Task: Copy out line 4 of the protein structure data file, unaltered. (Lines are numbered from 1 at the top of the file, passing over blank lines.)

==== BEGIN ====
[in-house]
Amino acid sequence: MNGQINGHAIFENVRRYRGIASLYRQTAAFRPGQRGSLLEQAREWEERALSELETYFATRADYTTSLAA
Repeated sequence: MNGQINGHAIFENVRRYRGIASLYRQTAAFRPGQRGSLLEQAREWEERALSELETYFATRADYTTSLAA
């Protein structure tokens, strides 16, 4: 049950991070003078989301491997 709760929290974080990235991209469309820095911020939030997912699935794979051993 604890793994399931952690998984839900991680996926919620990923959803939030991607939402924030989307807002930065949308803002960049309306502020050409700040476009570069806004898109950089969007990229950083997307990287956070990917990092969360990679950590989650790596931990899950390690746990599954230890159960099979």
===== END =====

């Protein structure tokens, strides 16, 4: 049950991070003078989301491997 709760929290974080990235991209469309820095911020939030997912699935794979051993 604890793994399931952690998984839900991680996926919620990923959803939030991607939402924030989307807002930065949308803002960049309306502020050409700040476009570069806004898109950089969007990229950083997307990287956070990917990092969360990679950590989650790596931990899950390690746990599954230890159960099979």